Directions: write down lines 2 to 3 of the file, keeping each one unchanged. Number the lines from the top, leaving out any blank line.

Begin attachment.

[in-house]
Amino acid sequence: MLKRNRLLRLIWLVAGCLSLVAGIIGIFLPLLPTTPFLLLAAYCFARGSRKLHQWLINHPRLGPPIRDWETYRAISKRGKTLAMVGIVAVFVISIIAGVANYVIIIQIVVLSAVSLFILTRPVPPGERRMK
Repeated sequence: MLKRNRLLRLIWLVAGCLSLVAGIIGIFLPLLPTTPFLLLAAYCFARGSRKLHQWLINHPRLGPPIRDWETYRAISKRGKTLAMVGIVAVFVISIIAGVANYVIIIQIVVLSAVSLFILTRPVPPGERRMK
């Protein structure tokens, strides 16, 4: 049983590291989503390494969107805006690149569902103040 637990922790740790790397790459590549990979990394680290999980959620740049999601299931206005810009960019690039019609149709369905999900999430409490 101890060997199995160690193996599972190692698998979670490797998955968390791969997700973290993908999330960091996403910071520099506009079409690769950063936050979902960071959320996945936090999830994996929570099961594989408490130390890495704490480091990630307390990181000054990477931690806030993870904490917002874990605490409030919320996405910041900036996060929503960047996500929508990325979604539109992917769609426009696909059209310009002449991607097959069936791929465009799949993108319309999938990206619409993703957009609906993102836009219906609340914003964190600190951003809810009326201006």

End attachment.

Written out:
Amino acid sequence: MLKRNRLLRLIWLVAGCLSLVAGIIGIFLPLLPTTPFLLLAAYCFARGSRKLHQWLINHPRLGPPIRDWETYRAISKRGKTLAMVGIVAVFVISIIAGVANYVIIIQIVVLSAVSLFILTRPVPPGERRMK
Repeated sequence: MLKRNRLLRLIWLVAGCLSLVAGIIGIFLPLLPTTPFLLLAAYCFARGSRKLHQWLINHPRLGPPIRDWETYRAISKRGKTLAMVGIVAVFVISIIAGVANYVIIIQIVVLSAVSLFILTRPVPPGERRMK